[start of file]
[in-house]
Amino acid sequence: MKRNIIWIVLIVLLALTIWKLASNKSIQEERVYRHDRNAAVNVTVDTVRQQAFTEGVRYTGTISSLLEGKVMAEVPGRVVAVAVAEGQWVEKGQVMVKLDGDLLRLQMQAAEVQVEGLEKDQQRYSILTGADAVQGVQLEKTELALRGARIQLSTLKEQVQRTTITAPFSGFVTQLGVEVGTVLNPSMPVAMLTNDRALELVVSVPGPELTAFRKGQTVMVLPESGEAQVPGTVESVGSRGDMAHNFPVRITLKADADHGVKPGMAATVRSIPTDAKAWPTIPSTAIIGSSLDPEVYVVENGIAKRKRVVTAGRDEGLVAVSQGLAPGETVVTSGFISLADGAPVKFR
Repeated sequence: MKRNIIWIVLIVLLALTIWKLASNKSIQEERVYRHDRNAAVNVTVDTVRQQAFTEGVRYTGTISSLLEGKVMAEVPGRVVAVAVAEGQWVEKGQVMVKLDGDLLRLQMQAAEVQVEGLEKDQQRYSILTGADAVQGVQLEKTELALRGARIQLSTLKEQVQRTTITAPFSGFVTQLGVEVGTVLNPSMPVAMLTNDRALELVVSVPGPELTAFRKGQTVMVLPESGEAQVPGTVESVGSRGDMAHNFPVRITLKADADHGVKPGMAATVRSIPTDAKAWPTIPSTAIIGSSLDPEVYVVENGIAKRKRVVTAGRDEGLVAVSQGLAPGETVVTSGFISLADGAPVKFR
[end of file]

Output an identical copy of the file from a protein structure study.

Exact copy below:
[in-house]
Amino acid sequence: MKRNIIWIVLIVLLALTIWKLASNKSIQEERVYRHDRNAAVNVTVDTVRQQAFTEGVRYTGTISSLLEGKVMAEVPGRVVAVAVAEGQWVEKGQVMVKLDGDLLRLQMQAAEVQVEGLEKDQQRYSILTGADAVQGVQLEKTELALRGARIQLSTLKEQVQRTTITAPFSGFVTQLGVEVGTVLNPSMPVAMLTNDRALELVVSVPGPELTAFRKGQTVMVLPESGEAQVPGTVESVGSRGDMAHNFPVRITLKADADHGVKPGMAATVRSIPTDAKAWPTIPSTAIIGSSLDPEVYVVENGIAKRKRVVTAGRDEGLVAVSQGLAPGETVVTSGFISLADGAPVKFR
Repeated sequence: MKRNIIWIVLIVLLALTIWKLASNKSIQEERVYRHDRNAAVNVTVDTVRQQAFTEGVRYTGTISSLLEGKVMAEVPGRVVAVAVAEGQWVEKGQVMVKLDGDLLRLQMQAAEVQVEGLEKDQQRYSILTGADAVQGVQLEKTELALRGARIQLSTLKEQVQRTTITAPFSGFVTQLGVEVGTVLNPSMPVAMLTNDRALELVVSVPGPELTAFRKGQTVMVLPESGEAQVPGTVESVGSRGDMAHNFPVRITLKADADHGVKPGMAATVRSIPTDAKAWPTIPSTAIIGSSLDPEVYVVENGIAKRKRVVTAGRDEGLVAVSQGLAPGETVVTSGFISLADGAPVKFR